SCDJWS Study Guide: XML Schema


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Introduction to XML Schema


A XML schema describes an XML markup language. Specifically it defines which elements and attributes are used in a markup language, how they are ordered and nested, and what their data types are. The XML specification includes the Document Type Definition (DTD), which can be used to describe XML markup languages and to validate XML documents. While DTDs have proven very useful over the years, they are limited. The W3C created a new way to describe markup languages called XML schema.

XML schema is an XML based alternative to DTD. An XML schema not only describes the structure of an XML document, but also address data typing.


What is an XML Schema?

An XML schema is a predefined set of elements/attributes/values for defining "types", these are the the legal building blocks of an XML document. A XML schema does the following:

  • define elements that can appear in a document
  • define attributes that can appear in a document
  • define which elements are child elements
  • defines the sequence in which the child elements can appear
  • defines the number of child elements
  • defines whether an element is empty or can include text
  • define default values for attributes

XML schema is an alternative and update to DTD. The main objectives of XML schema include:

  1. XML format (and therefore accessibility to XML parsing tools)
  2. extensibility, i.e., by allowing other schemas to be imported
  3. finer control over data typing
  4. support for XML namespaces

The following is an example of a comment element, comment.xsd:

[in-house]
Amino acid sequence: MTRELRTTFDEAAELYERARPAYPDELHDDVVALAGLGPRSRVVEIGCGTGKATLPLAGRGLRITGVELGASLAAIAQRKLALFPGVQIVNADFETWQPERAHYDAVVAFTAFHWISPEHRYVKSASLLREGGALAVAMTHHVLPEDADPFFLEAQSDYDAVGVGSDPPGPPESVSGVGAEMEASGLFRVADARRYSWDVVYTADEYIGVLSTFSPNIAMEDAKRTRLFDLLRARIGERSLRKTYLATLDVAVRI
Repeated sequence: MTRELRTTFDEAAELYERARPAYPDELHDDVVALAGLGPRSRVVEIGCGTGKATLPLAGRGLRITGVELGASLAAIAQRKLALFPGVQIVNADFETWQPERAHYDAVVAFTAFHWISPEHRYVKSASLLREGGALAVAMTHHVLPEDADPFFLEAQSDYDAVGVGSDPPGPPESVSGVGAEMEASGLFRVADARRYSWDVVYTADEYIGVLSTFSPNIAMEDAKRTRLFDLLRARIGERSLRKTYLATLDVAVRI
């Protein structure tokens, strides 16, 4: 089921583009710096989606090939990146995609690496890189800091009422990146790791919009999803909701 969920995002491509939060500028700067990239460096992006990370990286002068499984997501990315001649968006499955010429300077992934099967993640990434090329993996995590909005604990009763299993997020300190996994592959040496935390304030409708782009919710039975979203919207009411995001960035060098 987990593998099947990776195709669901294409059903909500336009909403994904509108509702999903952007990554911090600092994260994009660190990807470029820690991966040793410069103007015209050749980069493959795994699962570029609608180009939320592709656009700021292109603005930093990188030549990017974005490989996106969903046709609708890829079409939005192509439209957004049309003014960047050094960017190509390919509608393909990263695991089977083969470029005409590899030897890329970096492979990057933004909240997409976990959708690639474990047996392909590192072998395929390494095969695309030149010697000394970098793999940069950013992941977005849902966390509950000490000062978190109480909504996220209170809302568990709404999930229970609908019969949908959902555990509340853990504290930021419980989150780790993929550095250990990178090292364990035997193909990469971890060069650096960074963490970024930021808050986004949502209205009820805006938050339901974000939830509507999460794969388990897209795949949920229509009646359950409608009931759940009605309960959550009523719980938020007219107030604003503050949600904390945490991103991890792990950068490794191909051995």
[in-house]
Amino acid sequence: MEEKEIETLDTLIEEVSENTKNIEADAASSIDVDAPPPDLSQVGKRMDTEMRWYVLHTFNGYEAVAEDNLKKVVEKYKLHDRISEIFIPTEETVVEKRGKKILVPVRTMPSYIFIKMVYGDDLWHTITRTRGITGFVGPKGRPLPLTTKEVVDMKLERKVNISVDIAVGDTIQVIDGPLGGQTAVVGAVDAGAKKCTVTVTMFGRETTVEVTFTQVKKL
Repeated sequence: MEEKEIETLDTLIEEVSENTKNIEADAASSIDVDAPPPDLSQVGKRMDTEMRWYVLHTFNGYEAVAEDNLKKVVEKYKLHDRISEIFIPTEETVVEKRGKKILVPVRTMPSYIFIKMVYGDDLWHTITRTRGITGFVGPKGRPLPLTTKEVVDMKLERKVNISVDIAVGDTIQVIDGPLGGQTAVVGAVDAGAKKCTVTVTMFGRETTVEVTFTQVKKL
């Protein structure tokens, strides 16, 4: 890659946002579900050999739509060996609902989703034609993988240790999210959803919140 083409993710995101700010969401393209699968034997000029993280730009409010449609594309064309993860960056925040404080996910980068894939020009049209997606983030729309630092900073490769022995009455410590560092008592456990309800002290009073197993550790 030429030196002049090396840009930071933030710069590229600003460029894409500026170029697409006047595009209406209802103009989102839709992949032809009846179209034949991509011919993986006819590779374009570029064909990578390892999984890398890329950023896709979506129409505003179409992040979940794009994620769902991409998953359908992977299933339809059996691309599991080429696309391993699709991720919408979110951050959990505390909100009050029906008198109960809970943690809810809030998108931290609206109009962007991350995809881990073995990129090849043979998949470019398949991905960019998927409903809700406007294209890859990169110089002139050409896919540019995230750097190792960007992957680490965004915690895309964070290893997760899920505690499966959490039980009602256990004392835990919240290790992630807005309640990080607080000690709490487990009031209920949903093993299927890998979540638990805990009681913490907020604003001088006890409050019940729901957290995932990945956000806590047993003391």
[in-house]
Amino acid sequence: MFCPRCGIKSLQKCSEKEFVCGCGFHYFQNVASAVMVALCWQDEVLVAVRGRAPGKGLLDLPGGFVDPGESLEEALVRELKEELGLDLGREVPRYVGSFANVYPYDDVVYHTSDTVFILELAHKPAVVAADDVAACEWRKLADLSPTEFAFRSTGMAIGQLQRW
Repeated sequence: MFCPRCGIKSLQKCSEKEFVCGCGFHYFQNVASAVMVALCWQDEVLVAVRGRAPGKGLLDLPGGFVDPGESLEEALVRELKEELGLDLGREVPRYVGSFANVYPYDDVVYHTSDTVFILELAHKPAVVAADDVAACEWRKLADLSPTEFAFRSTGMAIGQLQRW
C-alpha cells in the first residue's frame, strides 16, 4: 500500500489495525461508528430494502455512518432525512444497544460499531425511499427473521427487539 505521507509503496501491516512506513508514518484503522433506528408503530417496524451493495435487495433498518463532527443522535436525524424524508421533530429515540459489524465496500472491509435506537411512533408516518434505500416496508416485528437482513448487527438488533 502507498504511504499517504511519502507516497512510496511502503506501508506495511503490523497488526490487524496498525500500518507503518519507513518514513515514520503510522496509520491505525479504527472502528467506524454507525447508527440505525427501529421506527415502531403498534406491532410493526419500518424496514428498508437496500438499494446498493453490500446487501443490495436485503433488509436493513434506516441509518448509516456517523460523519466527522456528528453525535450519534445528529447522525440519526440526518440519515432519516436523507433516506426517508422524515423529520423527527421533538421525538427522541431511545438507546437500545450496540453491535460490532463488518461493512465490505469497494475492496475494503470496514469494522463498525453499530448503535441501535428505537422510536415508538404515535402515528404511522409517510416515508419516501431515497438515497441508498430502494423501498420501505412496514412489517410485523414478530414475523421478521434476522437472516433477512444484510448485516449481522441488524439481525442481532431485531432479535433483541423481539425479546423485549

<xsd:schema xmlns:xsd="http://www.w3.org/2000/08/XMLSchema">
<xsd:element name="comment" type="xsd:string"/>
</xsd:schema>


The following is an example of an instance, comment.xml:

<x xmlns="http://www.curt.org/comment.xsd">
<comment>This is a great comment!</comment>
</x>


An XML schema document can play the same role for an XML document as an external DTD. It is included into a document to be validated using the XML schema model. To reference an XML schema document from an XML document, add two XML Infoset attributes to the document element of the XML document:

  1. The first attribute declares the namespace for XMLSchema-instance. The prefix is normally xsi. The value of the attribute is fixed.
  2. The second attribute specifies the location of the XML schema document. In the simplest case, there is no namespace associated with this location. Therefore the value of the attribute is the file location relative to the current XML file.

At the start of your schema you need to place a few lines of code, known as a Prolog, which defines the markup that follows as a schema, and also defines what type of schema it is. The prolog comes immediately after the XML declaration, which is the first line of code (after any comments).

The Xerces project provides an example of an XML document that refers to an XML schema document. The document element of the XML document is personnel: